Member States are presently required to undertake limited EU level forest monitoring. This is problematic since forests are key to meeting EU biodiversity and climate goals, and there is a fast deteriorating trend in both. The EU’s forthcoming Nature Restoration Law, as well as the EU’s Land Use Land Use Change and Forestry (LULUCF) Regulation and several other recent initiatives, attempts to address this deterioration. But how will we know improvements are happening?
Monitoring will be essential. That which exists suffers from scattered reporting mechanisms, patchy data, low spatial and temporal resolution, lack of common definitions and complex processes to access data.
The EU’s proposed new Forest Strategy seeks to improve this by, inter alia, introducing legislation on EU Forest Observation, Reporting and Data Collection. This discussion document considers possible recommendations for this initiative.
It is based on a literature review and interviews with different stakeholders in the EU forest resources community and concludes that the monitoring system must:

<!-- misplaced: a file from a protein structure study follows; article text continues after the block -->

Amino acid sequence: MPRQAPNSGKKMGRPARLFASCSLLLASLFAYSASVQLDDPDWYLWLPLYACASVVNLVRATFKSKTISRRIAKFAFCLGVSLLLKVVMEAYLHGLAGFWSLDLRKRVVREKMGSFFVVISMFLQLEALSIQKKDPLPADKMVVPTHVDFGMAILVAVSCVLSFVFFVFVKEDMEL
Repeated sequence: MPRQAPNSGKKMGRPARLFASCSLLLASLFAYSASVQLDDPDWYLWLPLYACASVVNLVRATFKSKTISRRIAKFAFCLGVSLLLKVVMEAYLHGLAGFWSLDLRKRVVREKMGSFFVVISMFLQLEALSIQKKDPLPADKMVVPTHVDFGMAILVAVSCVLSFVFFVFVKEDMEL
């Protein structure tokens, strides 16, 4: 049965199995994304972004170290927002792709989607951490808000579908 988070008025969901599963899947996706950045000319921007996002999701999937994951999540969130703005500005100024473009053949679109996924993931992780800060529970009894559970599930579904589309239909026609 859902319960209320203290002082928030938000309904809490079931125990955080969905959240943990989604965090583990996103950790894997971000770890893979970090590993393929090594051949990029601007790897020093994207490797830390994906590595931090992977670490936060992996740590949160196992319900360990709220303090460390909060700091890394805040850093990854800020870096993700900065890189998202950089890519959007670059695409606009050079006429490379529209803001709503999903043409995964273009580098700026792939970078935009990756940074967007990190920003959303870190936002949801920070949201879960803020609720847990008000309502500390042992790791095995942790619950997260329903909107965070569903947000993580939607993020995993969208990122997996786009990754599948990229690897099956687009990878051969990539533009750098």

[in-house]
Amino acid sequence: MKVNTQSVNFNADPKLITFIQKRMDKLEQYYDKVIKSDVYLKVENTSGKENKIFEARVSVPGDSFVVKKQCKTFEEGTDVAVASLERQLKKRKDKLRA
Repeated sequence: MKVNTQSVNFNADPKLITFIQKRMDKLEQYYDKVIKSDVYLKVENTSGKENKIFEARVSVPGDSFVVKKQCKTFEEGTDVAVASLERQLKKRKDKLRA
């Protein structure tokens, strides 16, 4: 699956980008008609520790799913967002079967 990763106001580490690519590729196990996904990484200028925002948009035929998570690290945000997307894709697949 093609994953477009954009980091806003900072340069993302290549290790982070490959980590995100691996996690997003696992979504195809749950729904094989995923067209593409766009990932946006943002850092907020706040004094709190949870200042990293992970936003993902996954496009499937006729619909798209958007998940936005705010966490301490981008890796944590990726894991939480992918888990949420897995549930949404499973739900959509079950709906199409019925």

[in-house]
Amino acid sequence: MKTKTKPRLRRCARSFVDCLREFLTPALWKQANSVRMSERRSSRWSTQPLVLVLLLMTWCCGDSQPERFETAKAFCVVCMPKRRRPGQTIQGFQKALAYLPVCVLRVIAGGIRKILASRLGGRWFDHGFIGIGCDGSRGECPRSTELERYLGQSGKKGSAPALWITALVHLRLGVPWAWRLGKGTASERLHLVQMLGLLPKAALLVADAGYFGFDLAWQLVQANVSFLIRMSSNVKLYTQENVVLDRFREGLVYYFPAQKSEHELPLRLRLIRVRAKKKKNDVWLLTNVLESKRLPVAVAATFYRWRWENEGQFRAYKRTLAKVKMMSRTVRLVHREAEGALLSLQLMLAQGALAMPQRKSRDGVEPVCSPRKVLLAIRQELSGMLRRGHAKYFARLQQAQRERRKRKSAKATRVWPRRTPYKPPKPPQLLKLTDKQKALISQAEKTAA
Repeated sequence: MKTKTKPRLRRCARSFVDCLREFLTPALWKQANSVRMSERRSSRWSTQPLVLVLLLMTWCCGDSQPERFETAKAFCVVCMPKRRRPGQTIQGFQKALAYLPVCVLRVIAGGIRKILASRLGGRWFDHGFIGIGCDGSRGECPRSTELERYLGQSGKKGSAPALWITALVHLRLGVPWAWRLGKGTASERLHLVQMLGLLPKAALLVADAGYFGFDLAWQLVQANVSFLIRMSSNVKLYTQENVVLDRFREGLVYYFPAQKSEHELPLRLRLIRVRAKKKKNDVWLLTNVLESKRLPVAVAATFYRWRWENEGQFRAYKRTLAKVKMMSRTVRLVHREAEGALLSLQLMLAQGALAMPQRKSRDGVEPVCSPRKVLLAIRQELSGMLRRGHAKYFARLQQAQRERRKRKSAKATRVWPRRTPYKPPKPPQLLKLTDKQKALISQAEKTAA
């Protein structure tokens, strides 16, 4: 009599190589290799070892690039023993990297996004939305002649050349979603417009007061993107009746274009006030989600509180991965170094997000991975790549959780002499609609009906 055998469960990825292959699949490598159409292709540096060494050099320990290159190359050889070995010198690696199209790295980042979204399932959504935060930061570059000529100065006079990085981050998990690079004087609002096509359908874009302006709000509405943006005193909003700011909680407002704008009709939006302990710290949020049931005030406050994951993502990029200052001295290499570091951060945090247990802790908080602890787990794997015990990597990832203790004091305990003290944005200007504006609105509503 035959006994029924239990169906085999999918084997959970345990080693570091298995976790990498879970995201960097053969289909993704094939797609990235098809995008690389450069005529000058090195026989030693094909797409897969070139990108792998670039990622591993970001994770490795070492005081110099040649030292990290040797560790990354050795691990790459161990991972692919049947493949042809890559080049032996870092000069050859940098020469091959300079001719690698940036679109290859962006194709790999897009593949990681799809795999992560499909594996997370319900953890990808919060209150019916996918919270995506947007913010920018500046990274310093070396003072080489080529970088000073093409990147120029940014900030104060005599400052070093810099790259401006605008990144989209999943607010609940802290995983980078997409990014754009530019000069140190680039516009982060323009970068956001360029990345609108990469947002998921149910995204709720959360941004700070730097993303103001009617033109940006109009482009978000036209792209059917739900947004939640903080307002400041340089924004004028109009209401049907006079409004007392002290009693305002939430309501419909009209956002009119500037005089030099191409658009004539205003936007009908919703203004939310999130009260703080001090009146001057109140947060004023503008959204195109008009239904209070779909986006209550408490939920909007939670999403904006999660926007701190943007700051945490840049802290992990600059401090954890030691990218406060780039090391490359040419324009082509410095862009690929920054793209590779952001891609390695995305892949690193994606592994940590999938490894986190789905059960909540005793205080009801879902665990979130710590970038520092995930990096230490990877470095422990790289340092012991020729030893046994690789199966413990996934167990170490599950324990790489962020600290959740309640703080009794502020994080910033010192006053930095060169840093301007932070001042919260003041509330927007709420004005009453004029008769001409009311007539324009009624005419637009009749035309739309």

- Be holistic and legally binding
- Rely on a strong concept of sustainability
- Be developed with a stepwise approach
- Rely upon science-based indicators, overall objectives and legislative measures
- Consider local conditions
- Raise the quality of all Member States’ monitoring
- Use Earth Observations for accurate and timely monitoring
- Produce risk assessments to help countries respond to hazards
- Include all relevant stakeholders
- Have a strong governance system